Gel insecticides are useful for medium-sized infestations. If you have a large infestation, they can be used as an extra control measure. The gels include an attractant, which the roaches will eat. This then works to destroy nests, through a cascading effect. 

When the roaches eat the gel it acts slowly to kill them. This allows them to move back to the nest before dying. Other roaches will eat the carcasses of their dead housemates, therefore, ingesting the poison also.

Each cockroach that takes the gel can kill up to 40 others, through contact and cannibalism. 

Using this type of product offers great advantages. It is odorless, non-toxic to humans and lasts up to four months. It is very simple to use and often comes loaded in syringe applicators, so you can target hard-to-reach places.

All you have to do is apply small dots of gel, straight from the syringe to the places where roaches frequent. The dots only need to be the size of a grain of rice and should be spaced according to the instructions.

The number of dots you apply will vary, depending on the size of the infestation. If the infestation is small, you should concentrate on kitchens and bathrooms. These are the most common places to find roaches searching for food and water.

Other places to apply the gel are:

  • Around water pipes on the outside of the building
  • Inside cupboards, drawers and cabinets
  • Behind or under electrical appliances
  • Behind items of furniture
  • Near where garbage bins are kept

Using gel allows you to get the bait into areas where other insecticides cannot reach, such as cracks and crevices in walls.


Some insecticides can be dissolved in water and used as a spray. Commercial companies will use specific spraying machines for pest control, yet you can also make them up in normal spray bottles at home.

They are usually diluted in concentrations of between 1 and 5 percent. Ensure you follow the instructions carefully, to get the right dilution for the area in which you intend to use it.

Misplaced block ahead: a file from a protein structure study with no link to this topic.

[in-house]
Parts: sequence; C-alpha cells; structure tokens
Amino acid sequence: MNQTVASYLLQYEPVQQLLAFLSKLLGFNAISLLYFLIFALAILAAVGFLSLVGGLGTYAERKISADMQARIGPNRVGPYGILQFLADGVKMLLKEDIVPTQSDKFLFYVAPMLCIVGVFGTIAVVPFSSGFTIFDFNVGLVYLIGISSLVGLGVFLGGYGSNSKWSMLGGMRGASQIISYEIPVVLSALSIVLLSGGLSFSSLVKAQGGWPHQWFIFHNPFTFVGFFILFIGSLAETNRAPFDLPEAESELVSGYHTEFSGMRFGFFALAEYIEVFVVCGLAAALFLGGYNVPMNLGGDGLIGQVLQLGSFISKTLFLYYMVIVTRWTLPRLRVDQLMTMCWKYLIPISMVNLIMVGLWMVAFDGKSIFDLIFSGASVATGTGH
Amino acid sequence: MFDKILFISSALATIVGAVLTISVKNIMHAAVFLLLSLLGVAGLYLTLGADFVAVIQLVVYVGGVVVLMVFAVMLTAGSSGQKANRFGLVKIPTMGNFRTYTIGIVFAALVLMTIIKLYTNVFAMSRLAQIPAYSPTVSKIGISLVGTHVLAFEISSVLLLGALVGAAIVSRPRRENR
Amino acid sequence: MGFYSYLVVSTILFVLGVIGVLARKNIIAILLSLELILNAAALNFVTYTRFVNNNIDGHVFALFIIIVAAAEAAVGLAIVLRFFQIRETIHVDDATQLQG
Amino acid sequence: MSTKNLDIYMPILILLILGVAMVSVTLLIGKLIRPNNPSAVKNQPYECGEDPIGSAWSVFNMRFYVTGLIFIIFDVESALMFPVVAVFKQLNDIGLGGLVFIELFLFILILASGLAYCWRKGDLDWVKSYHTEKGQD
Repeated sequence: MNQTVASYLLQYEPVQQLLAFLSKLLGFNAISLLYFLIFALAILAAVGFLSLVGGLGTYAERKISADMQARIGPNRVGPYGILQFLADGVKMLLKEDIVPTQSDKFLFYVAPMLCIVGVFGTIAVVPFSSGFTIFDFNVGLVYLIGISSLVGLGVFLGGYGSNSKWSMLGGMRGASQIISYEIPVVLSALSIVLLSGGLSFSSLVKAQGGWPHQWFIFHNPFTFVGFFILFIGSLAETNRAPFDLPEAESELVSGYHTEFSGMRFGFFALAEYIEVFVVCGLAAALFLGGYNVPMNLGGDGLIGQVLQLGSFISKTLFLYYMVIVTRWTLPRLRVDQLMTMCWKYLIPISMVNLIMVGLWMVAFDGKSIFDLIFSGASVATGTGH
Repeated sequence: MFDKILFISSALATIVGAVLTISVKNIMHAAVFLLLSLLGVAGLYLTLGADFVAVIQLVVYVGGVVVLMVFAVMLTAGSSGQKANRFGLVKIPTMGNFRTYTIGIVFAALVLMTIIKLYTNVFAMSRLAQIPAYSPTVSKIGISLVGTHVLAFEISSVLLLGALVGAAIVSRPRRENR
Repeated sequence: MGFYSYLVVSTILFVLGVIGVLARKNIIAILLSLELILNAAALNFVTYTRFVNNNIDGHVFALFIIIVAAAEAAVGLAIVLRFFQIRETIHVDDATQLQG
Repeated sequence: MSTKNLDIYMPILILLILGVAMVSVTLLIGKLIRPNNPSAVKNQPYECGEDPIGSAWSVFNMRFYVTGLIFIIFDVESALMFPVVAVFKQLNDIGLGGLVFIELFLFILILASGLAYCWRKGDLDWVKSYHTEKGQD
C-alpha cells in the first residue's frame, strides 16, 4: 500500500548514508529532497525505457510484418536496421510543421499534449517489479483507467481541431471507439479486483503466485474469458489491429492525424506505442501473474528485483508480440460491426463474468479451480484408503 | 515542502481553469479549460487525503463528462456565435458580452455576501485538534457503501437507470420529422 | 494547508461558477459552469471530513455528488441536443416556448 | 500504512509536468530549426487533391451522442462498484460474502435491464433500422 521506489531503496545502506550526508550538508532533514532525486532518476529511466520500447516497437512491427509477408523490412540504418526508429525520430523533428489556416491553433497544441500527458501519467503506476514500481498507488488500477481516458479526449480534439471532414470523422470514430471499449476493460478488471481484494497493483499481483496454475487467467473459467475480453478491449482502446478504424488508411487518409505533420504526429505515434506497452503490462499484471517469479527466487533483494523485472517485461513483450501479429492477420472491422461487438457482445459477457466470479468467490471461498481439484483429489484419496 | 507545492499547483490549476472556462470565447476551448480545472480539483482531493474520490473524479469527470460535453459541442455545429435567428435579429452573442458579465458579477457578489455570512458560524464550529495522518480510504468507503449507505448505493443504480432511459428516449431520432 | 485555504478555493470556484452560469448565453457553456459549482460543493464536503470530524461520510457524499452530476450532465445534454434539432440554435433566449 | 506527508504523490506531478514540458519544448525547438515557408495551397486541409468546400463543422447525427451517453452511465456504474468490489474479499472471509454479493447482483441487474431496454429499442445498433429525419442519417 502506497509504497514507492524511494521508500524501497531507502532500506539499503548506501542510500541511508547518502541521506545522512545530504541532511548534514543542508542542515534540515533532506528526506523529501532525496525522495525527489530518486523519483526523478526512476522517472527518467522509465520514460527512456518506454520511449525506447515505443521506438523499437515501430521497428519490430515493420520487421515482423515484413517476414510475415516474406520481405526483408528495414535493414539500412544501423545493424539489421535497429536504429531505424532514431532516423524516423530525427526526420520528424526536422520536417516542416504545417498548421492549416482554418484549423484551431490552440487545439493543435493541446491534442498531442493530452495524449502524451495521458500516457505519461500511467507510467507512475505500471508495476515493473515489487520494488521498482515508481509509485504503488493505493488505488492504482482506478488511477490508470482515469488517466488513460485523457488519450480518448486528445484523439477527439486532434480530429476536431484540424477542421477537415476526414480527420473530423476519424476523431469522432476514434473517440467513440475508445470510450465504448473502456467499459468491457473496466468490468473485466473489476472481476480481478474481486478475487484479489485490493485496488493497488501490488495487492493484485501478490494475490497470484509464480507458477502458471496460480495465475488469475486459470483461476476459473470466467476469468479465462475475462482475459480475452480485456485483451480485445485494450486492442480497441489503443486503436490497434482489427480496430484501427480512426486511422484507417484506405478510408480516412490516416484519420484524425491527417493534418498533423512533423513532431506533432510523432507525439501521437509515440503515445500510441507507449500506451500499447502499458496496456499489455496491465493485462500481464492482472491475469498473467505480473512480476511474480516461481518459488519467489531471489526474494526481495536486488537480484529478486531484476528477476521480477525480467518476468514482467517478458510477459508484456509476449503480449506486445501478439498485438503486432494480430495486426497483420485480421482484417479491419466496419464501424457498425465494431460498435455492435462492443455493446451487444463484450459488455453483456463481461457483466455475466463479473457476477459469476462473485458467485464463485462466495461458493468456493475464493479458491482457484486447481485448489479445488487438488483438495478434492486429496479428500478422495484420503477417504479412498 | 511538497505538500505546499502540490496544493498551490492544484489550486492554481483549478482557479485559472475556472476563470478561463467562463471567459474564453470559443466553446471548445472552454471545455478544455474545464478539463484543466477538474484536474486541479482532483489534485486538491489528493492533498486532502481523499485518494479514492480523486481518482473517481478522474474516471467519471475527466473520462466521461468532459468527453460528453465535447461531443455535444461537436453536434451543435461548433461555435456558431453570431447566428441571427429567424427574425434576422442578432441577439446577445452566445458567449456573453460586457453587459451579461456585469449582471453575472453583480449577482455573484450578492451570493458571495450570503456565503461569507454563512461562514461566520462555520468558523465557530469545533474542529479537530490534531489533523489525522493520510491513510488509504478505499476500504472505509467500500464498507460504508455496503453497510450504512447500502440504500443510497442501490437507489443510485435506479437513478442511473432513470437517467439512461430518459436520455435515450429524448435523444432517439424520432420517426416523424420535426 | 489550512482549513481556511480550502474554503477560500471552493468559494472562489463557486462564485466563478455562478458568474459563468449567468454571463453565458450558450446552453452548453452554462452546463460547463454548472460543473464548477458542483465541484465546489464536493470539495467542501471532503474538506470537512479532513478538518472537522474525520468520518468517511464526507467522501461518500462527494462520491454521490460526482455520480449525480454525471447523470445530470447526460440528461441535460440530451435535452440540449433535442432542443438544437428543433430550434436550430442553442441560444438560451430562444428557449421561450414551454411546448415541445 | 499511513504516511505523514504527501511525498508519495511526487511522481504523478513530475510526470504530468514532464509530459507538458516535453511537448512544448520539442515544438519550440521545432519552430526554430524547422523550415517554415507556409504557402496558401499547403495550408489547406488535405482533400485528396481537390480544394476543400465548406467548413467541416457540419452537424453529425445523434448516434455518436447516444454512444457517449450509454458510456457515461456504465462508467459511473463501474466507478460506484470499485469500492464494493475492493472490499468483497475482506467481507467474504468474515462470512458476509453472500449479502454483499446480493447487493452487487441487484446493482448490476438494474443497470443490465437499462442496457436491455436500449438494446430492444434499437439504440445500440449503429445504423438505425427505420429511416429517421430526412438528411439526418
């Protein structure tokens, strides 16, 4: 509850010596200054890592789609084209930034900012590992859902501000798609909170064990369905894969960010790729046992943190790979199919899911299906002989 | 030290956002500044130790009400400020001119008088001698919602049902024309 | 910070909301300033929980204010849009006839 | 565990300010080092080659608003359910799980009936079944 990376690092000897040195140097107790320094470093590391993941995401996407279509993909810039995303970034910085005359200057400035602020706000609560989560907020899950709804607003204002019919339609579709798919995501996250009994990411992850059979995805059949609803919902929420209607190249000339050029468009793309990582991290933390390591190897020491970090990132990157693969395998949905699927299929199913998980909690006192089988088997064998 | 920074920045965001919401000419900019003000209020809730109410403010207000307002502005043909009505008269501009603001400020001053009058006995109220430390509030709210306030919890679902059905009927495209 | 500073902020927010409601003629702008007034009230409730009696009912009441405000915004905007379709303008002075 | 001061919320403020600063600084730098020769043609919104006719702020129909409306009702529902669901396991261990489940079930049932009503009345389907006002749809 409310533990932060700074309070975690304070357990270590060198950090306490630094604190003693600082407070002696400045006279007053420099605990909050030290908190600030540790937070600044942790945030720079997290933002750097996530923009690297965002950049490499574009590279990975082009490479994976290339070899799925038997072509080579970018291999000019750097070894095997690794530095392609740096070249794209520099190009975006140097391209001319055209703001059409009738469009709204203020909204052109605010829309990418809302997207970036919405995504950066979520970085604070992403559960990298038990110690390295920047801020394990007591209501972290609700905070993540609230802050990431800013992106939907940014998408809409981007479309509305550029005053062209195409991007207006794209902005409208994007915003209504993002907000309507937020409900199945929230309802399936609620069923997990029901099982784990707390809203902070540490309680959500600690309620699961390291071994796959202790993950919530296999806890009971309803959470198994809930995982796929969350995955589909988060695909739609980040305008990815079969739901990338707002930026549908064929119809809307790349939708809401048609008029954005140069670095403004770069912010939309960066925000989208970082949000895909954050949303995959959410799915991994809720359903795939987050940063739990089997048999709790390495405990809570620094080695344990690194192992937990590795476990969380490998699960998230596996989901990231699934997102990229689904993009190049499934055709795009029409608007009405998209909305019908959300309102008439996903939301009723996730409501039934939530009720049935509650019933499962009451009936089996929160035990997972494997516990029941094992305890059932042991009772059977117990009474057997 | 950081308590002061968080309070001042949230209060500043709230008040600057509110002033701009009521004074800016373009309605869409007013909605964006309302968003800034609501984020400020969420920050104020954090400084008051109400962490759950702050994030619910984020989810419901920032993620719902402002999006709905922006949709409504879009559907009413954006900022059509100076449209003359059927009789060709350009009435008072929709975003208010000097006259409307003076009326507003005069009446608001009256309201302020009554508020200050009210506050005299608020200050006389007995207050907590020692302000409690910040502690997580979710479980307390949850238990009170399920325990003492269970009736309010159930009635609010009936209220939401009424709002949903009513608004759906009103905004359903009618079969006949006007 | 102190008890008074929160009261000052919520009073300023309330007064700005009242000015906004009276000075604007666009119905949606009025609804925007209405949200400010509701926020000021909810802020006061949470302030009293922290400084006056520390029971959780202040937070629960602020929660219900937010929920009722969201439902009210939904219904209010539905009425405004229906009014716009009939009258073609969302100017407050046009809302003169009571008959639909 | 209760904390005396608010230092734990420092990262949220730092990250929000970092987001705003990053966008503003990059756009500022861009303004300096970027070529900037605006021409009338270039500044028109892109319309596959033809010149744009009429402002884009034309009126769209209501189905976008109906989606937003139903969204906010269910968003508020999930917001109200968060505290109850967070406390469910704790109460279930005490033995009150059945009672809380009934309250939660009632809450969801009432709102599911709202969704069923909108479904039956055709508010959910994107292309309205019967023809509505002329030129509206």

There are two types of spray. One works slowly, while the other gives a more immediate effect. The slower type is often the one used indoors and will work over 3–4 weeks.

Slower working products are more effective indoors, because there is less chance of them being washed off. They have a weak odor, thus they shouldn’t cause too much of a problem or inconvenience for residents.

Fast acting sprays almost inevitably have a powerful smell. The odor irritates the cockroaches and entices them out of their hiding places. Once out of their hiding places, they die when they come into contact with the surfaces covered by the sprayed substance.

If you have a large infestation you will need to repeat the treatment within a few days. You can also use the spray alongside gels, but be aware that the gel needs to be used after the spray. If the spray contaminates the gel, it will no longer act as an attractant to the roaches.

After spraying, most manufacturers recommend that you leave the area for 2-3 hours or more. The windows can be left open to help with ventilation.

When using a spray you should take precautions. You need to use a mask and gloves to protect yourself from contact and inhalation.

If infestations are in places that you cannot reach, you will need to use a fogger treatment. This is done using special devices that create thin particles of the insecticide. The particles are able to penetrate all cracks and crevices.

If you don’t want to hire professionals to apply the foggers, there are aerosol treatments available. Before using these treatments yourself though, be mindful of whether it is safe to use in your home. Remember, the insecticide will come into contact with all surfaces.


Before using any type of pesticide, always make sure you read the instructions carefully. Follow all the safety precautions stated by the manufacturer. After using the products, containers need to be disposed of correctly. Incorrect disposal could lead to contamination of water sources or soil.

Consider whether the treatment you use will require you to vacate the premises for a period of time. If it is necessary to vacate, make sure you put plans in place for this before use. Also consider children, pets and wildlife, before using any treatments, to ensure the safety of all.


Cockroaches are not something anyone wants to find in their home. American roaches are the biggest, live the longest and move very fast. The thought of sharing your living space with this species is even less appealing.

Fortunately, American Cockroaches do normally prefer to live outdoors. It is during the colder months that they will probably decide to try and move inside. Be prepared, and follow our advice to prevent an infestation in the first place.